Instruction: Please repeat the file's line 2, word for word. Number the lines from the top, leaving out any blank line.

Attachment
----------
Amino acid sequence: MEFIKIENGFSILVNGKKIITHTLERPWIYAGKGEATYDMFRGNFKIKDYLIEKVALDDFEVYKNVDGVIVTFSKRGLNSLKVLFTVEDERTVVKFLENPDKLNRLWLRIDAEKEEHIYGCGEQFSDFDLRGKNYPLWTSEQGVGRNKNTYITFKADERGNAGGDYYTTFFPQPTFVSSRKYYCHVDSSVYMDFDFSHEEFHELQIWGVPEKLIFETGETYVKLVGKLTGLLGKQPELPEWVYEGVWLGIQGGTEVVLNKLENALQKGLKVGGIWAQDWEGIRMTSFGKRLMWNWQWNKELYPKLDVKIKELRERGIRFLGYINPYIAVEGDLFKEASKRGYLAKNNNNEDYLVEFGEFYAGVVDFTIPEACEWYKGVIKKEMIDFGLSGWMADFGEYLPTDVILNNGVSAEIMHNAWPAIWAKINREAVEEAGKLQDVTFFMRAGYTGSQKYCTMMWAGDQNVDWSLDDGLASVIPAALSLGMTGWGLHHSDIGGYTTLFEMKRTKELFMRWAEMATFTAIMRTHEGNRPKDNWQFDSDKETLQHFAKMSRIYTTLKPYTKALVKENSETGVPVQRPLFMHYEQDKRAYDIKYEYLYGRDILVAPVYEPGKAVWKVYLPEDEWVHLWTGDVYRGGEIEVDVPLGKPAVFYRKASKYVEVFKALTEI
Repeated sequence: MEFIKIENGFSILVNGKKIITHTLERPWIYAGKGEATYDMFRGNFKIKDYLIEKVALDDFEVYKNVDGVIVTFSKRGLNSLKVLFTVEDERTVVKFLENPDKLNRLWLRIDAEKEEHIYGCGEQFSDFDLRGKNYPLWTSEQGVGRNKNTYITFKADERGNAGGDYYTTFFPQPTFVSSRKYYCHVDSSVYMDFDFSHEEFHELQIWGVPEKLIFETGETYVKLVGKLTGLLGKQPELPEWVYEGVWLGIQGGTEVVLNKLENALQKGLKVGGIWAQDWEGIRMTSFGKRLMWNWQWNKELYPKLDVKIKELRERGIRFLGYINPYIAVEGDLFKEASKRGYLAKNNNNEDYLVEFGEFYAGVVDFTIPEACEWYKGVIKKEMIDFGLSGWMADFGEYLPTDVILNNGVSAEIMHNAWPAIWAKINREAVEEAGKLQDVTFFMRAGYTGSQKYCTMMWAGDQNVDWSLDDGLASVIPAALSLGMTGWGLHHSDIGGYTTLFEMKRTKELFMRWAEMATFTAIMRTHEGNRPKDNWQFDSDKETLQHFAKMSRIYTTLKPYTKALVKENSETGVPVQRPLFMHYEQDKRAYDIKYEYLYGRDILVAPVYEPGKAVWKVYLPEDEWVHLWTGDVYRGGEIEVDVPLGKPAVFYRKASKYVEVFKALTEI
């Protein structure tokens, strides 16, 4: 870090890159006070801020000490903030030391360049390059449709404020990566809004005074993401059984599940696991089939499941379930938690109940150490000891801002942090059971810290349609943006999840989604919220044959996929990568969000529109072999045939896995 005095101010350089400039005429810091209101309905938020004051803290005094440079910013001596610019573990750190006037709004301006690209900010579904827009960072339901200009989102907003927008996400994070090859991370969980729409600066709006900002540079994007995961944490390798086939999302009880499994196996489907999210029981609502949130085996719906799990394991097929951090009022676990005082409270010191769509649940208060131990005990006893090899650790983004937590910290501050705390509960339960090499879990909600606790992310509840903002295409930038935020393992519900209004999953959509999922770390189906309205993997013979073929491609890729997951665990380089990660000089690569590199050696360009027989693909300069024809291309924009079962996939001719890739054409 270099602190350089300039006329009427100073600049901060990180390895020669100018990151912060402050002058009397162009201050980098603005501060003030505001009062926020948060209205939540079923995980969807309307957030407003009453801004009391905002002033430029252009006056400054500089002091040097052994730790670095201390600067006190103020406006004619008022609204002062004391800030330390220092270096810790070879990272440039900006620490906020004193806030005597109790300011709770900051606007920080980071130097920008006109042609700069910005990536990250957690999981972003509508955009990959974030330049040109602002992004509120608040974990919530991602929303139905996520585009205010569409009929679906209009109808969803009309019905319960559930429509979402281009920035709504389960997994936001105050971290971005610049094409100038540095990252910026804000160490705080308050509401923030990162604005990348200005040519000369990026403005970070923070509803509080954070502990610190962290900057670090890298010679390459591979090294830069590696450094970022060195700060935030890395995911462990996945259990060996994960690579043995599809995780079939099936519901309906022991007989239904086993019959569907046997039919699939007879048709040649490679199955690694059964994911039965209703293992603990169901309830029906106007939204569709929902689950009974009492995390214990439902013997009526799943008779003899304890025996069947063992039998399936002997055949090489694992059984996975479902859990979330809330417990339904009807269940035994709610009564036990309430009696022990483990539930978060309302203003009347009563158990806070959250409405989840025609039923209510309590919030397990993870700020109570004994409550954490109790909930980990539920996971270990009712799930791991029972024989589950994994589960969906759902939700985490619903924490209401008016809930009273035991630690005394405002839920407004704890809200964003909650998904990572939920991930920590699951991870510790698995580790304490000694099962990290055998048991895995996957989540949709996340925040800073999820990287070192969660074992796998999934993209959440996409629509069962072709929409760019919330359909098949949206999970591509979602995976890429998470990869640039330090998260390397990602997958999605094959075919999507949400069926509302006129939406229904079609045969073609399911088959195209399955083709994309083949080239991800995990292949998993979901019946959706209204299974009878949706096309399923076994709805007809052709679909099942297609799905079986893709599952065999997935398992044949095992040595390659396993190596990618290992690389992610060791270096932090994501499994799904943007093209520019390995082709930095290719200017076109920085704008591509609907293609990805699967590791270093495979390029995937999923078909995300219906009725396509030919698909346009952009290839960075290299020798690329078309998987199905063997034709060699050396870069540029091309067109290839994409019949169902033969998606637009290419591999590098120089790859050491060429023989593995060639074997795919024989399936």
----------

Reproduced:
Repeated sequence: MEFIKIENGFSILVNGKKIITHTLERPWIYAGKGEATYDMFRGNFKIKDYLIEKVALDDFEVYKNVDGVIVTFSKRGLNSLKVLFTVEDERTVVKFLENPDKLNRLWLRIDAEKEEHIYGCGEQFSDFDLRGKNYPLWTSEQGVGRNKNTYITFKADERGNAGGDYYTTFFPQPTFVSSRKYYCHVDSSVYMDFDFSHEEFHELQIWGVPEKLIFETGETYVKLVGKLTGLLGKQPELPEWVYEGVWLGIQGGTEVVLNKLENALQKGLKVGGIWAQDWEGIRMTSFGKRLMWNWQWNKELYPKLDVKIKELRERGIRFLGYINPYIAVEGDLFKEASKRGYLAKNNNNEDYLVEFGEFYAGVVDFTIPEACEWYKGVIKKEMIDFGLSGWMADFGEYLPTDVILNNGVSAEIMHNAWPAIWAKINREAVEEAGKLQDVTFFMRAGYTGSQKYCTMMWAGDQNVDWSLDDGLASVIPAALSLGMTGWGLHHSDIGGYTTLFEMKRTKELFMRWAEMATFTAIMRTHEGNRPKDNWQFDSDKETLQHFAKMSRIYTTLKPYTKALVKENSETGVPVQRPLFMHYEQDKRAYDIKYEYLYGRDILVAPVYEPGKAVWKVYLPEDEWVHLWTGDVYRGGEIEVDVPLGKPAVFYRKASKYVEVFKALTEI